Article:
‘Opt-out’ votes look like slam dunks in Silverthorne, Dillon
Ballots went out to Summit County residents last week ahead of the Nov. 7 election, and on them are two provisions that would allow residents of Silverthorne and Dillon to opt-out of a state law preventing their towns from investing in local broadband services.
The issue stems from a statute passed by the state Legislature in 2005 forbidding municipal and county governments from offering local broadband services, either directly or through partnerships with outside companies.
The state measure, Senate Bill 152, was met with some backlash, and in a compromise, the Legislature eased up the hardline restriction by rewriting the law to give municipalities a chance to “opt out,” but only if local voters support the plan.
Right now, Silverthorne officials say there are no efforts underway to start any town-managed broadband services here, either directly or in a partnership with an outside provider, which is the more likely of the two scenarios given Silverthorne’s small population.
Still, town council is putting the question to voters to keep its options open in case the opportunity should arise.
Should Silverthorne and Dillon pass their respective opt-out provisions — which they’re all but guaranteed to do based on what’s happened so far across Colorado — they will join Summit County and Breckenridge, both of which have already passed opt-out measures, in addition to 69 other Colorado communities and 29 counties that also voted in support of opting out.
According to Kevin Bommer, deputy director of the Colorado Municipal League, which has been tracking the issue since it first came up, putting an opt-out provision on the ballot is about all a Colorado city, town or county needs to do to free up its internet options.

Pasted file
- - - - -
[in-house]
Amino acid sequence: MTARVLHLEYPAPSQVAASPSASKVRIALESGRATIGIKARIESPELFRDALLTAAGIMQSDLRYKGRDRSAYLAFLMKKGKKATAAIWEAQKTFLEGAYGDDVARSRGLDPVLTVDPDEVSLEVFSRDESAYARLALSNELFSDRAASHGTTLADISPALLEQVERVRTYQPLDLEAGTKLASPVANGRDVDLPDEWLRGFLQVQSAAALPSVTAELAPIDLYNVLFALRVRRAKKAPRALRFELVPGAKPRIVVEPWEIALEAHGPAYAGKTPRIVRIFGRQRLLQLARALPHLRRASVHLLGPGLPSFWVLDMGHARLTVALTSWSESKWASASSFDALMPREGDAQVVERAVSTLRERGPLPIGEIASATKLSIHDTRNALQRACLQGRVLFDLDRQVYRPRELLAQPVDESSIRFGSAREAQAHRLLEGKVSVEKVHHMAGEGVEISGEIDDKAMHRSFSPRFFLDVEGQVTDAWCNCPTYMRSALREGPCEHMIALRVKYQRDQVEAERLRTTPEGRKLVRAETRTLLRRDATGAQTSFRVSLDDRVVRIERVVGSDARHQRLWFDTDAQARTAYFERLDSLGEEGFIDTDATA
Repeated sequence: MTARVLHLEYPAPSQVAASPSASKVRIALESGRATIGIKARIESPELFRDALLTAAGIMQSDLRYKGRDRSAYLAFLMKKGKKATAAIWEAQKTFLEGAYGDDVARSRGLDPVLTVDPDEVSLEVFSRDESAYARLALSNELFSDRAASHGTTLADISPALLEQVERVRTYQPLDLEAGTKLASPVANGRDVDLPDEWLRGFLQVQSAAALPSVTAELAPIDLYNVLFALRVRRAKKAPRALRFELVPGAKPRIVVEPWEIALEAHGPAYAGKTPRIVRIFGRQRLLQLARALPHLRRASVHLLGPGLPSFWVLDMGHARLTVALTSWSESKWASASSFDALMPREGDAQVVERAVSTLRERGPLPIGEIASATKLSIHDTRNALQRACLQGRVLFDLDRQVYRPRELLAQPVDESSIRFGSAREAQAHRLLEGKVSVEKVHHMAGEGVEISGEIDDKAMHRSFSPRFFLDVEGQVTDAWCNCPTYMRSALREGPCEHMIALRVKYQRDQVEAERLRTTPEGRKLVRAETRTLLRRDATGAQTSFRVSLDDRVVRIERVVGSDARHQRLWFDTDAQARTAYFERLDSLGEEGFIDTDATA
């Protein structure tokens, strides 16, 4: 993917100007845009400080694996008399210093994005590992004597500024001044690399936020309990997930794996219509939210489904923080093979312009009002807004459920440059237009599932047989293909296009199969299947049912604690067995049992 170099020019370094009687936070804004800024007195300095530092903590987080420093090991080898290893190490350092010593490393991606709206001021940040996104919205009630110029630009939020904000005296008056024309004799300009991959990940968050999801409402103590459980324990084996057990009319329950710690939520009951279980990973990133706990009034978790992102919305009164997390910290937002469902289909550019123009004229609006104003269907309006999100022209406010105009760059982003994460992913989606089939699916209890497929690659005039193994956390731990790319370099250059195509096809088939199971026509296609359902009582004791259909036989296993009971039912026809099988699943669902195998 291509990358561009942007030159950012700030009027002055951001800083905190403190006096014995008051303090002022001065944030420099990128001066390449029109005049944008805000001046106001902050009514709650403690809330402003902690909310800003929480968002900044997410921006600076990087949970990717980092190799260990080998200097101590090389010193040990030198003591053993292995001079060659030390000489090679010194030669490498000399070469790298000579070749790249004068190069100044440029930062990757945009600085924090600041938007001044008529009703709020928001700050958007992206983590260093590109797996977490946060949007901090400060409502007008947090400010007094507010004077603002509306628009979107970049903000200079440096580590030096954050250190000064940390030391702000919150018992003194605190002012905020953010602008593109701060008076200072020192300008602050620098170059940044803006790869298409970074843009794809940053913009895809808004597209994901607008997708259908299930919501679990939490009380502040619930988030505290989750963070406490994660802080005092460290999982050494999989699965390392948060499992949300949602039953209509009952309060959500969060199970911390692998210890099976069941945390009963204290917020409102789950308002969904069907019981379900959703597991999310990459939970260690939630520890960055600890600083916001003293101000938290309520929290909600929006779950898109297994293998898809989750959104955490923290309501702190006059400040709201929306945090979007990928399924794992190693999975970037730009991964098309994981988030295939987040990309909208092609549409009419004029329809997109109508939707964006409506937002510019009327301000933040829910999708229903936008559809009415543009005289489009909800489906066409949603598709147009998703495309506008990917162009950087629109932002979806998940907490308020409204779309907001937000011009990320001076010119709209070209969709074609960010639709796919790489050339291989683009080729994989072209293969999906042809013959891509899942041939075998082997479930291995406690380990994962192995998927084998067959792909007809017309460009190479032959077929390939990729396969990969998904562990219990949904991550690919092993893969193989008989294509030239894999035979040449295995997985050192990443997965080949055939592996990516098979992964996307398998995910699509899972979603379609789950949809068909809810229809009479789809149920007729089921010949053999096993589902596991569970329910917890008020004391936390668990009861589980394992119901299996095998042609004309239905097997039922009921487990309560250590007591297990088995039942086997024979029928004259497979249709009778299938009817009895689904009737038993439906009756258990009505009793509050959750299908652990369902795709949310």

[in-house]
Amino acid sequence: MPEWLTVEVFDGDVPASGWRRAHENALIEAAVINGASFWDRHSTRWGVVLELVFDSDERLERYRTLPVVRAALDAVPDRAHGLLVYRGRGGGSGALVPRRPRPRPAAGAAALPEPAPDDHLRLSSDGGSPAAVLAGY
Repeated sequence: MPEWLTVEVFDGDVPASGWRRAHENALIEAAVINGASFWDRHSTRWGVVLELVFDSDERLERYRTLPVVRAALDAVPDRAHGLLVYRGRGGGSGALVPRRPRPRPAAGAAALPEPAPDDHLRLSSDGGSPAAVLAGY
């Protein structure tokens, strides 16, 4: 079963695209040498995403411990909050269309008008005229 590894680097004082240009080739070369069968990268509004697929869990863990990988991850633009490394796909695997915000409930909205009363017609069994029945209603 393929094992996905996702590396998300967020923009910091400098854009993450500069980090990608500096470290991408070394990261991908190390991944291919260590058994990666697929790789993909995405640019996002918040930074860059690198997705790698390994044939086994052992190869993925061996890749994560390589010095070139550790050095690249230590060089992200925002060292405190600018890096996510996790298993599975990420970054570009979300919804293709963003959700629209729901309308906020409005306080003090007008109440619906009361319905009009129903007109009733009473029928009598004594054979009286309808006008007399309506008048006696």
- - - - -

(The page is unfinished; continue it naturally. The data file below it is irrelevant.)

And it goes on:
“I don’t want to say it has (a) 100 percent success rate,” Bommer said of the opt-out provision. “But these votes don’t fail, and (with 16 more on the ballot statewide) we fully expect to have 85 communities after the next election.”
In fact, the only time voters haven’t supported an opt-out provision came in 2009, when a similar proposal was defeated in Longmont.
Bommer said that vote was “contested heavily” by incumbent broadband providers, and even though it failed the first time around, Longmont voters revisited the issue and passed it in a subsequent ballot.
Since that initial failure, the opt-out provision has been passed 69 times in a row, Bommer said, adding that the high rate of success suggests “people have higher expectations for their broadband services than what they’re currently getting.”
Furthermore, he noted almost every vote has come with a 70, 80 or even 90 percent approval rate or higher, which is almost unheard of when it comes to a vote.
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